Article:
Citizenship campaign - remove the barriers
For years, EU citizens have made the UK their home. Today, many identify as British and wish to officially become citizens and want to see their UK-born children have citizenship as well.
Approximately six million applications to the EU Settlement Scheme were made by EU citizens. About half resulted in settled status. For many, this form of indefinite leave to remain provides a welcome and clear route to British citizenship. Many others will soon obtain settled status and the chance to apply for citizenship.
However, many EU citizens, like other migrants, face obstacles to obtaining citizenship.
See our new parliamentary briefing below, or at https://www.the3million.org.uk/fixing-csi-legacy
the3million campaigns to remove as many barriers as possible from the path to naturalisation or registration. Those who feel British or want to become British for practical reasons should be able to do so with confidence.
Watch our webinar “British Citizenship - is it worth it?” for information on the advantages and potential downsides of applying for British citizenship.
What are the barriers to citizenship?
1. Comprehensive Sickness Insurance
UPDATE! Following our campaign work and your letter-writing efforts, CSI is becoming less of a burden on EU citizens’ path to citizenship. Please read the legal update here: https://www.the3million.org.uk/faq-1/csi
For reference, here is a little bit more information about CSI:
Comprehensive Sickness Insurance (CSI) is an obscure requirement that still affects EU citizens who had periods of not being ‘economically active’ before receiving (pre-)settled status - for example if they were students or self-sufficient.
Freedom of movement means that people can move to other EU member states to live, work, and study, but if they are studying or self-sufficient, they need CSI. Most EU citizens moving to the UK were never told about this requirement. Nonetheless, absence of CSI can hinder someone’s ability to naturalise as a British citizen. Similarly, children born in the UK to EU parents who are settled would usually automatically be a British citizen. CSI, however, can affect that right.
Although discretion can be applied in naturalisation applications, many EU citizens fear applying for naturalisation and having their application refused. If an EU citizen who is affected by the CSI requirement applies for naturalisation on discretion grounds and has their application refused, the application fee of £1,330 is lost. Many are unprepared to take that gamble.
Until recently, CSI also affected naturalised EU citizen’s rights to family reunion.
However, following a successful House of Lords debate, the Government made a concession and from 6 April 2022 the Immigration Rules state that past gaps of comprehensive sickness insurance will be ignored when naturalised British-EU citizens wish to sponsor family members in future.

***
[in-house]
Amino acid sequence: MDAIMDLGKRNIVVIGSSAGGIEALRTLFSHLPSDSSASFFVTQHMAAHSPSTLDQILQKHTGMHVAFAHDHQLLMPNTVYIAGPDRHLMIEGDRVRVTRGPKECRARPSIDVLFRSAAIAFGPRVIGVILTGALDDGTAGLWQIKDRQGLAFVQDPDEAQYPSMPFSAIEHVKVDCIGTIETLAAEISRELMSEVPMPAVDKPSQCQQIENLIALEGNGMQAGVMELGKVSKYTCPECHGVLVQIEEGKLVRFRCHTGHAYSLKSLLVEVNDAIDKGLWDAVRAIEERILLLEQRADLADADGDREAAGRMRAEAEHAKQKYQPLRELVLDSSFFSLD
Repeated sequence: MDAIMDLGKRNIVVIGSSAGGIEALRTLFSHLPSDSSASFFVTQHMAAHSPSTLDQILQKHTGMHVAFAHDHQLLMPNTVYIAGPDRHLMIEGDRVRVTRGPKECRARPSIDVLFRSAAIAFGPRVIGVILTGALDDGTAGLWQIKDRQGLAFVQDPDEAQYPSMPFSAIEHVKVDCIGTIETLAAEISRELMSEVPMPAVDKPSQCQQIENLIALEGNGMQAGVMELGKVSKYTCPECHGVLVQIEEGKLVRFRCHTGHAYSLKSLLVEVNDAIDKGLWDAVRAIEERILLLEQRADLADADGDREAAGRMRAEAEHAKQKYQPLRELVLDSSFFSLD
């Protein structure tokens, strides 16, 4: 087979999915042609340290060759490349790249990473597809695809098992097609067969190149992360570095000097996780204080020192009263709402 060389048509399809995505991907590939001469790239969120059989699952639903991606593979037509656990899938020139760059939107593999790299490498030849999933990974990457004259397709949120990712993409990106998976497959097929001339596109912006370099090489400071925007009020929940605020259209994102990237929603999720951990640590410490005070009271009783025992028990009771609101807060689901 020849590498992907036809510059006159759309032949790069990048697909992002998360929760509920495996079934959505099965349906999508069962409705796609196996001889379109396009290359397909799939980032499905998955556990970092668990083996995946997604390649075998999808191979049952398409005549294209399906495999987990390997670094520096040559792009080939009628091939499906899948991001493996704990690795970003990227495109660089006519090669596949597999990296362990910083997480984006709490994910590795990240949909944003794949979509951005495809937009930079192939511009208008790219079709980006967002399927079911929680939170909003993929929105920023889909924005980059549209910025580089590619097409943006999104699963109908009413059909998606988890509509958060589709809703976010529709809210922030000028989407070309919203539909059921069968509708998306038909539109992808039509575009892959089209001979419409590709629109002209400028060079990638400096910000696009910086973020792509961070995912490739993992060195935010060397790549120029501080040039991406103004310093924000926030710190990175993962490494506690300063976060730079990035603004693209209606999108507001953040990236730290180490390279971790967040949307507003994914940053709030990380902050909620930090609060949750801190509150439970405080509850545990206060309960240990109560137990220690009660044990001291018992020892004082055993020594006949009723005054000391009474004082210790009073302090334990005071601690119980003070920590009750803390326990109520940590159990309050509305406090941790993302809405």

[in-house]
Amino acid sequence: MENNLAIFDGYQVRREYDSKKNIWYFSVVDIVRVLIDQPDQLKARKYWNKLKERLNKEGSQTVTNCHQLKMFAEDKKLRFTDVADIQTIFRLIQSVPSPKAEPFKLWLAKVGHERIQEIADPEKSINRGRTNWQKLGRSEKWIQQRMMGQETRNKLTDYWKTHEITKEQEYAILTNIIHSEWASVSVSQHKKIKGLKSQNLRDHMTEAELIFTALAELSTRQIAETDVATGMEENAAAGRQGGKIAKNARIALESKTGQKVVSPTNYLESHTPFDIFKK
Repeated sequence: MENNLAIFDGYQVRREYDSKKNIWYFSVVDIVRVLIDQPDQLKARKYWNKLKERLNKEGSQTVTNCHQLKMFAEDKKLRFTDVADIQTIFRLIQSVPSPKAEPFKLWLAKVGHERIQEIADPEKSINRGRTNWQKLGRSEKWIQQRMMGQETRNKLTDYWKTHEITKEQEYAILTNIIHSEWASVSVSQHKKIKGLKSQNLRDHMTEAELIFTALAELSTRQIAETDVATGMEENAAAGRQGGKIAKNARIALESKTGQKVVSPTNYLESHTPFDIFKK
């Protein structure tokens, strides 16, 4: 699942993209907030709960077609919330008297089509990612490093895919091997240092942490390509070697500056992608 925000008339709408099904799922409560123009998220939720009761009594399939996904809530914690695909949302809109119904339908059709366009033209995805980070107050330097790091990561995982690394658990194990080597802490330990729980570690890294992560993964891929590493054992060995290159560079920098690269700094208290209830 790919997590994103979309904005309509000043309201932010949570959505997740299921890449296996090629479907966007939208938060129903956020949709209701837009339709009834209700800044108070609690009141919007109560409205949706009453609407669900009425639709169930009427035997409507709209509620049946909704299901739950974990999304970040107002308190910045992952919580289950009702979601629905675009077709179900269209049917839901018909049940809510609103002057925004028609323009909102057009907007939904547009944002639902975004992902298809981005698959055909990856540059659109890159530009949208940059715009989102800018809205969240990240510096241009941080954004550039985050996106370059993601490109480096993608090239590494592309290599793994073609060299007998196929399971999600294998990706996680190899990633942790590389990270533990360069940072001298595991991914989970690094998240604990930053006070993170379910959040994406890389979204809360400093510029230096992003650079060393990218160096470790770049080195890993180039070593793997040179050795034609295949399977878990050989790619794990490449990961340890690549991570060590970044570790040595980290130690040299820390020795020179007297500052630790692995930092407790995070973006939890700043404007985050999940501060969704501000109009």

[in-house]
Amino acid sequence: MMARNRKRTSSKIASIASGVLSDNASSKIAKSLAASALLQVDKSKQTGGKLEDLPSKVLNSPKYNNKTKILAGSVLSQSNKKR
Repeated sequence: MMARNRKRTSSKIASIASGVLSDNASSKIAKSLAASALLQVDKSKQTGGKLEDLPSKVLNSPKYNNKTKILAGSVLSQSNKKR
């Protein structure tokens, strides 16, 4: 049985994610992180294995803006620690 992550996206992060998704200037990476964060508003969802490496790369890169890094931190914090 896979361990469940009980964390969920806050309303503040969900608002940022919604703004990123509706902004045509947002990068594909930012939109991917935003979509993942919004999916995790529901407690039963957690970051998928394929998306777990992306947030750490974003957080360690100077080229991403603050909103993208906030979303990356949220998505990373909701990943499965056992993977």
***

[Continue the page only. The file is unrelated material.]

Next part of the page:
2. The cost
An adult pays £1,330 in application fees alone to obtain British citizenship by naturalisation. Most applicants have to pay additional fees, which include a £50 Life in the UK test, around £150 if the applicant has to do an English test, as well as travel expenses and provision of biometric information. This does not even include lawyer fees which many EU citizens choose to use when making an application.
A child who applies for British citizenship pays £1,012 in fees. The cost for a family to apply for citizenship can be a great barrier.
The actual administrative cost for the Home Office to process the citizenship application is £372. This means a substantial economic win on each application, and shows that the Home Office could reduce the cost to applicants at no burden to themselves.
The cost of a naturalisation application should be reduced to more accurately reflect the cost of processing. No one should be shut out from British citizenship because they can’t afford the high fee.
You can read more about our research on the cost of citizenship here.
3. Dual nationality
Some EU countries apply restrictions on dual nationality. Countries such The Netherlands and Slovakia create barriers to obtaining dual citizenship, while some EU countries don’t allow their citizens to take on another nationality.
While we cannot campaign for changes in other countries, we seek to explain them here.
Applying for British citizenship can be complex to navigate. We seek to demystify the application process through regular Citizenship Q&A webinars.
Our friends at PRCBC also have a useful guide to help understand if a child born in the UK is a British citizen here.
What can I do?
Are you affected by any of the barriers to citizenship? Tell your story here.